For the most accurate results, UC Davis recommends taking swab samplings within 72 hours after the dog exhibits symptoms of the illness. Additional information on UC Davis' new PCR test for canine influenza is available online.
Recommendations from Veterinarians
Vets stress that the new dog flu is no reason for pet owners to panic, but they do recommend taking precautions when your dog(s) is likely to come into contact with other dogs.
For example, if you take your dog to a dog park, consider bringing his or her own water dish and toys. And if you plan on boarding your dogs at a kennel or taking them to a doggie day care, survey the facility beforehand to make sure it's clean and well-ventilated, and that it requires all dogs to be up-to-date on all vaccines and shots.
Here are a few additional recommendations from vets:
Treatment and Recovery Tips
While there is still no vaccine available for the dog flu, the typical treatment for infected dogs is supportive care to help the dog's immune system fight off the disease, with antibiotics often prescribed for dealing with secondary bacterial infections.
Supportive care and proper diet — especially a natural, healthy dog food such as Flint River Ranch wellness pet foods — along with plenty of fluids and rest, can help your dog recover more quickly. It's important that your dog continues to eat regularly and drink lots of water; if she shows little desire to do one or the other, add some water to her food and mix the food up to give her a bit of added incentive to eat and drink.
In severe cases, dogs may require intravenous fluids and antibiotics to fight secondary infections. Your vet should be consulted in all dog flu cases and can provide additional tips for treatment and recovery.
How Widespread Is the Dog Flu?
It is believed that the new dog influenza virus is an H3N8 type of flu that may have mutated from an equine influenza strain. The dog flu was first diagnosed in greyhound race tracks in Florida, and there have been reported outbreaks in kennels, race tracks, and shelters all along the East Coast. The dog flu has not yet been reported on the West Coast.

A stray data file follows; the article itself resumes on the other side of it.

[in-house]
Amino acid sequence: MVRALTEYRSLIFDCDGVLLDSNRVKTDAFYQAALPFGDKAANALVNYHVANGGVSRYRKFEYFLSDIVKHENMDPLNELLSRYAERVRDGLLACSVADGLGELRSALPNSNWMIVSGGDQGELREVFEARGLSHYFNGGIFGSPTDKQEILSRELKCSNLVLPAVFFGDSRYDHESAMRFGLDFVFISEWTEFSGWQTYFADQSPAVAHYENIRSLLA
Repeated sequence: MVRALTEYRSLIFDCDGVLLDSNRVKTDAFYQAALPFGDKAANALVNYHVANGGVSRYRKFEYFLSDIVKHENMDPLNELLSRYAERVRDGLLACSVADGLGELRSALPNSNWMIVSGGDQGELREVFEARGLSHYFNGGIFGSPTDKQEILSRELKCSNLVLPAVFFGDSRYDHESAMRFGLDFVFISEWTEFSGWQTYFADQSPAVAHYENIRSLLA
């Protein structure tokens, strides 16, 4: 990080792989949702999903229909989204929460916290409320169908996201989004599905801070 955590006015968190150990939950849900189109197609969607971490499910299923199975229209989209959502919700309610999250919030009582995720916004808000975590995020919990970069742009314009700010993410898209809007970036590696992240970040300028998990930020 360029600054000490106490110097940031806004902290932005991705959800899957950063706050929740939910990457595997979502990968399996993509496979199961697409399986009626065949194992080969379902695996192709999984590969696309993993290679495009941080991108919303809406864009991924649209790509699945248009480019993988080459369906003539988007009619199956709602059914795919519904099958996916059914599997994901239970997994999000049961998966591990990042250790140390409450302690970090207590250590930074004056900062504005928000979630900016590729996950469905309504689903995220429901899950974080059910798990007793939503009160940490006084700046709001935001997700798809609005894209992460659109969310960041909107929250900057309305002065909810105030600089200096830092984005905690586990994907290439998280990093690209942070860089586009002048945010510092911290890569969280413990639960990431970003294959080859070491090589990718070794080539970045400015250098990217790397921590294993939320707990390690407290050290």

The flu has continued to show up in Florida animal shelters, boarding facilities, and veterinary clinics, mostly in Broward, Dade, and Palm Beach counties, but it has also been reported at dog race tracks in Florida, Texas, Alabama, Arkansas, West Virginia and Kansas in 2004, as well as at race tracks in Florida, Texas, Arkansas, Arizona, West Virginia, Kansas, Iowa, Colorado, Rhode Island and Massachusetts earlier this year.
Experts are predicting the number of states with documented infections will increase rapidly because veterinarians are just now becoming aware of the new virus and are starting to send samples for testing.
Should I Be Worried for Myself or My Family?
The virus has caught disease experts' attentions because it is a zoonotic disease that "jumped species," in this case from horses to dogs. Other viruses that have "jumped species" include the increasingly alarming Avian flu (the Bird Flu), the West Nile virus, and SARS, all of which are "super influenza" viruses that jumped from animals to humans.
While this has helped fuel rumors of canine influenza being a risk to humans (and more specifically, pet owners), there have been no reported cases of humans contracting canine influenza to date, and experts believe it highly unlikely (though possible) that the disease can be contracted by humans.